Thursday, 21 February 2019 15:10

"Dream Big": Japanese Resort Sets Sights on Saratoga

- Facing west above Route 9, which runs left (south) to right (north). For orientation purposes, note SPAC sits just out of view, at the right. The proposed project would be developed upon the lands between Columbia Avenue and East West Road - shown here feeding off Route 9 and heading west. - Facing west above Route 9, which runs left (south) to right (north). For orientation purposes, note SPAC sits just out of view, at the right. The proposed project would be developed upon the lands between Columbia Avenue and East West Road - shown here feeding off Route 9 and heading west. SuperSource Media

SARATOGA SPRINGS – An international resort company with a stated mission to “dream big” is eyeing the Spa City as a place to potentially develop its latest luxury hotel.   

Hoshino Resorts, which operates 37 facilities both in and outside Japan, operates four distinct brands: luxury flagships, hot spring resorts, resort hotels, and city tourism hotels, featuring venues which vary from countrified mountainside resorts to the heart of big-city Tokyo. The company entered into a Memorandum of Agreement of Sale in September as purchaser regarding two parcels of land totaling nearly 87 acres, located just south of Saratoga Spa State Park. A “deed agreement” was filed with the Saratoga County Clerk’s Office on Oct. 3.    

According to the company’s literature, Hoshino Resorts provides “a unique experience focused on the local charms of each destination and a high level of omotenashi Japanese-style hospitality.”

Hoshino Resorts was first established as a traditional Japanese inn in 1914. Today, the hotel management company is run by 4th-generation family member Yoshiharu Hoshino.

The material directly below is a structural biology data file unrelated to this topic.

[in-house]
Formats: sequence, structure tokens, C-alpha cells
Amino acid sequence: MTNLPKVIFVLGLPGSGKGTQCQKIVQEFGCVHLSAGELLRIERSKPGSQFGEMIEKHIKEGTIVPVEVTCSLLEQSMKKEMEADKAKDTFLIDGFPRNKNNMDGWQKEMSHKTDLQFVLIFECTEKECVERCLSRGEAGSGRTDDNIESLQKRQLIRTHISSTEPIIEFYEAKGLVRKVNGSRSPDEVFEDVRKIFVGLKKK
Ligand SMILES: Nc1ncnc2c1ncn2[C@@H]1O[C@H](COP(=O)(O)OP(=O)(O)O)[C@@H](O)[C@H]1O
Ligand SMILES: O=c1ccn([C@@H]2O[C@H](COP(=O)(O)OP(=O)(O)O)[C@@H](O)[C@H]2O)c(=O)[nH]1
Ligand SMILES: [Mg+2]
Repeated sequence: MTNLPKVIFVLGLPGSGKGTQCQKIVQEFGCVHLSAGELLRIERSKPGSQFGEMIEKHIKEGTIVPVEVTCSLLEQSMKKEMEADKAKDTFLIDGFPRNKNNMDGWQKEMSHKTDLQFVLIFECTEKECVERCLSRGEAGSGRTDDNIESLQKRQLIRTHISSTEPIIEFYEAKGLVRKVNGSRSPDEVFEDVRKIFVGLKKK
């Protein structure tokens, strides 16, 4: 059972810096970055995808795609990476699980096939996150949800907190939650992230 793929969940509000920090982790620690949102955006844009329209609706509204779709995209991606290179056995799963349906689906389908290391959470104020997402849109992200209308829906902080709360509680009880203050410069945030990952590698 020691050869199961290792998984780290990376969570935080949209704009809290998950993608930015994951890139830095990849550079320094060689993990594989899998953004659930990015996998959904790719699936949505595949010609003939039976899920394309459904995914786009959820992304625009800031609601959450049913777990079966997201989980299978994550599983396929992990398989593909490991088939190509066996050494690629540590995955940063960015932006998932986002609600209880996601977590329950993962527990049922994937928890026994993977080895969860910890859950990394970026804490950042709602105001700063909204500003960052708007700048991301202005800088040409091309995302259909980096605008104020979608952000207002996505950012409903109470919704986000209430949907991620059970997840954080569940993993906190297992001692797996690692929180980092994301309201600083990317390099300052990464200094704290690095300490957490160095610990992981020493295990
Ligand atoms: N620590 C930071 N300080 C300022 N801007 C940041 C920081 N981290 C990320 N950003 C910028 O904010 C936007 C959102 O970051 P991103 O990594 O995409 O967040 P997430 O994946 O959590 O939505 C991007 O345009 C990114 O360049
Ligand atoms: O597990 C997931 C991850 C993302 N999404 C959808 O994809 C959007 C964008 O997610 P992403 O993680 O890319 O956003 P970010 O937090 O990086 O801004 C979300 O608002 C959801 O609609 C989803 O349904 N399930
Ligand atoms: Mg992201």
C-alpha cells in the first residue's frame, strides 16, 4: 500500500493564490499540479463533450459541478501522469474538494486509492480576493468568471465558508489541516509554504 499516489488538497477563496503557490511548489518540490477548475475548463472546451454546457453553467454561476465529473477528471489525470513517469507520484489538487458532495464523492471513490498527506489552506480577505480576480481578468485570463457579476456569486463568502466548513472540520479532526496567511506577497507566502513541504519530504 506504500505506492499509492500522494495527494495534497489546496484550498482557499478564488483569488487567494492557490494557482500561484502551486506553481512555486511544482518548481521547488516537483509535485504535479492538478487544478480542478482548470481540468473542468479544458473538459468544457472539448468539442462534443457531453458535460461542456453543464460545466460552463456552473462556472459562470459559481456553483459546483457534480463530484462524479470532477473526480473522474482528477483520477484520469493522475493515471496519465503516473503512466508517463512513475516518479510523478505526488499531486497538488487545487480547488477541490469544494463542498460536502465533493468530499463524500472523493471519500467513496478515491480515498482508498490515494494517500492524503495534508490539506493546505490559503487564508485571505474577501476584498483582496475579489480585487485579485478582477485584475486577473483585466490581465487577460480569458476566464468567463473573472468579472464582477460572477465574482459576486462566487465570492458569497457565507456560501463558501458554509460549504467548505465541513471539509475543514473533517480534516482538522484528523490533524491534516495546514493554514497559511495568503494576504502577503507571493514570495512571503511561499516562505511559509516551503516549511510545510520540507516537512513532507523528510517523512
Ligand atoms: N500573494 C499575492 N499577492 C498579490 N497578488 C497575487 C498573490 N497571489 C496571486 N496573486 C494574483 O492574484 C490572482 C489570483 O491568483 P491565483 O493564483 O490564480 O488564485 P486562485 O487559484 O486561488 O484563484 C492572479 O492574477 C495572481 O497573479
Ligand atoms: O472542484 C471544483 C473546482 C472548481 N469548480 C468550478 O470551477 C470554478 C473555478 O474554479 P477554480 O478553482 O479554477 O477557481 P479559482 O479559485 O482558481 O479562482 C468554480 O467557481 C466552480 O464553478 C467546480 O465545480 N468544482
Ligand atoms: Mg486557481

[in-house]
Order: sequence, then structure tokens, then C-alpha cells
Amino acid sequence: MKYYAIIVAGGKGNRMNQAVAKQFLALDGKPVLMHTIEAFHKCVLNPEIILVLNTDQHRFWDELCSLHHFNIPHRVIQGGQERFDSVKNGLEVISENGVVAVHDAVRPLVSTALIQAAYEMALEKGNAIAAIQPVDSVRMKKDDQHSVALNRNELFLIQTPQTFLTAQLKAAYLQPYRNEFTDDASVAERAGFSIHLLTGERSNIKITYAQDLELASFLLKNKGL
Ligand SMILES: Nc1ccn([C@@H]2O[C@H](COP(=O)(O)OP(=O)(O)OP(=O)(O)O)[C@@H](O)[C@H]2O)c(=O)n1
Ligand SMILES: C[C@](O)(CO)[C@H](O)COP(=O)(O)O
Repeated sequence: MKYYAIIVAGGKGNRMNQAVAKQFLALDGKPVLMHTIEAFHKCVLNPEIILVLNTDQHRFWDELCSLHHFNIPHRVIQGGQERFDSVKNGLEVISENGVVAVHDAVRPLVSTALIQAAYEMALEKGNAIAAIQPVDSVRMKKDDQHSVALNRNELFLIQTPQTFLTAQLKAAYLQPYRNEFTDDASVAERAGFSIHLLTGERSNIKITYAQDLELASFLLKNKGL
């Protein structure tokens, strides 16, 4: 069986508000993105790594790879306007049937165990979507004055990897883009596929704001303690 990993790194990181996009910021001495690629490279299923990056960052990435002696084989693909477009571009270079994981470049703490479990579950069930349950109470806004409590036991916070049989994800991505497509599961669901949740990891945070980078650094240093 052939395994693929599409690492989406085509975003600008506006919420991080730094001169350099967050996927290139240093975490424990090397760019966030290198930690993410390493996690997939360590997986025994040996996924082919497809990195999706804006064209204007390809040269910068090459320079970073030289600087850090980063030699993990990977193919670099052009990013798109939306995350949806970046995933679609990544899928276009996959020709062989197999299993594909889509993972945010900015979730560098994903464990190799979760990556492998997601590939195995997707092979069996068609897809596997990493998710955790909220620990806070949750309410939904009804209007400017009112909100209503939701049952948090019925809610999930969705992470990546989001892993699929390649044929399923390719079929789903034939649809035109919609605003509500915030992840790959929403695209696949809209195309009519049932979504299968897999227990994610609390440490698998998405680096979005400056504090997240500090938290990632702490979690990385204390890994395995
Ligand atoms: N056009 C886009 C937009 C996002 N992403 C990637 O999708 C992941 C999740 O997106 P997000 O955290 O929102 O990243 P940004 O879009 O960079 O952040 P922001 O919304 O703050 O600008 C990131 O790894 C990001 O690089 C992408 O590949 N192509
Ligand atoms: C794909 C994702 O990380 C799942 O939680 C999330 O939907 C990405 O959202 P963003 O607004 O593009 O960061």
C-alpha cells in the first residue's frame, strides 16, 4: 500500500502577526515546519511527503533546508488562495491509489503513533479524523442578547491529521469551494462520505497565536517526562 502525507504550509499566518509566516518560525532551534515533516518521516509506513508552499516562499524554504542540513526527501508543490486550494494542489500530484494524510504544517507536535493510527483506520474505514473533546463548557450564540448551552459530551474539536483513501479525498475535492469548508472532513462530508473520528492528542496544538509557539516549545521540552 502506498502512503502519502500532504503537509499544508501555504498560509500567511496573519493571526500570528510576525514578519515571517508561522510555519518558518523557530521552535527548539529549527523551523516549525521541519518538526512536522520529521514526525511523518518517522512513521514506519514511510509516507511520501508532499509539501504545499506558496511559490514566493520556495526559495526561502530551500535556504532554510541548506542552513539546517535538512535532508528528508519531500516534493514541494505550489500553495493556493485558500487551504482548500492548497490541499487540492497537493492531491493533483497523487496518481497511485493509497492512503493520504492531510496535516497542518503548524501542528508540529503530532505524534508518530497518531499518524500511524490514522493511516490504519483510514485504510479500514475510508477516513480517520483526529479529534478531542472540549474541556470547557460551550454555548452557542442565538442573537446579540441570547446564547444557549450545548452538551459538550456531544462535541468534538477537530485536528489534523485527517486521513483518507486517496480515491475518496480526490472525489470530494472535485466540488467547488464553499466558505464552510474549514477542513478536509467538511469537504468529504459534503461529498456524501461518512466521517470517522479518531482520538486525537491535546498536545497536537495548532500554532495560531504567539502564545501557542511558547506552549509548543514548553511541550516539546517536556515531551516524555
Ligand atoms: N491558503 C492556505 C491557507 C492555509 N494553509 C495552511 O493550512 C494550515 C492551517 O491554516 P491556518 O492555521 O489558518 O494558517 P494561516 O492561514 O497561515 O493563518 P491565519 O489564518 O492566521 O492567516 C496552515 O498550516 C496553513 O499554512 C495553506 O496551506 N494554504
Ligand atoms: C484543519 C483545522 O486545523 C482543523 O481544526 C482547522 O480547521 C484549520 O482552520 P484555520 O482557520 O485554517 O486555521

The company was formerly known as Hoshino Onsen Co., Ltd. and changed its name to Hoshino Resorts Inc. in 1995, and is based in Kitasaku, Japan, according to Bloomberg.com. An Albany-based attorney representing Hoshino Resorts did not return a phone message requesting information for this story. 

The memorandum of agreement notes two specific parcels: 6.88 acres at Route 9 and Columbia Avenue, and 79.34 acres at 38 Columbia Avenue. The lands are located in a mostly wooded area, just south of the Saratoga Spa State Park and East West Road, just off Route 9. According to the document, the closing and transfer of title is slated to potentially take place within 30 days of the end of the due diligence period, specified as Nov. 1, 2020. Hoshino has the exclusive right to purchase the properties under the agreement. 

Specific plans for the type of development under consideration for development in Saratoga Springs are not known.

Bradley Birge, the city’s administrator of planning and economic development, said formal applications that would signal the potential start of a project – such as a building permit - have yet to be filed with any of the city’s Land Use boards. Salomone and Company – a limited liability company with offices in New York City, is listed as the “seller” of the properties, according to the memorandum of agreement of sale. 

Steven Salomone, whose grandfather Saverio Salomone purchased the property in the 1940s, was unable to confirm or deny anything relative to a potential transaction. He does remember visiting the property as a young man.    

“When I was kid, we would go up there every summer,” recalled Steven Salomone, who is 64 years old. “I remember the State Park being next door. That was exciting to us. There is a small pond or lake on the property towards the back and when it would freeze, Saverio would go out and chop the ice and sell it.  He was apparently running a pretty good business doing that,” Salomone says, with a laugh. “Back in the day people were still using ice boxes up there. I think they used to call it the Ice Lake.”   

In 1949, Saverio was granted Zoning Board approval to erect six cabins off Columbia Ave., according to city records.

“Buying land in Saratoga to my grandfather, it was like buying farmland,” Salomone says. “You know he was an Italian immigrant and owning land was something that was important; having land in the county was important to them. My grandfather and grandmother also put a small hotel up – not a hotel by today’s standards, but they had rooms they would rent out. It was called the Salomone Motel and when the racetrack was busy and people were looking to rent anything that was possible, we used to have people stay in the rooms.” 

As the grandparents got older, the property was used less frequently. The bungalows eventually came down and a main house, which had been rented out, has been dormant for the past handful of years, Salomone says.

 

   

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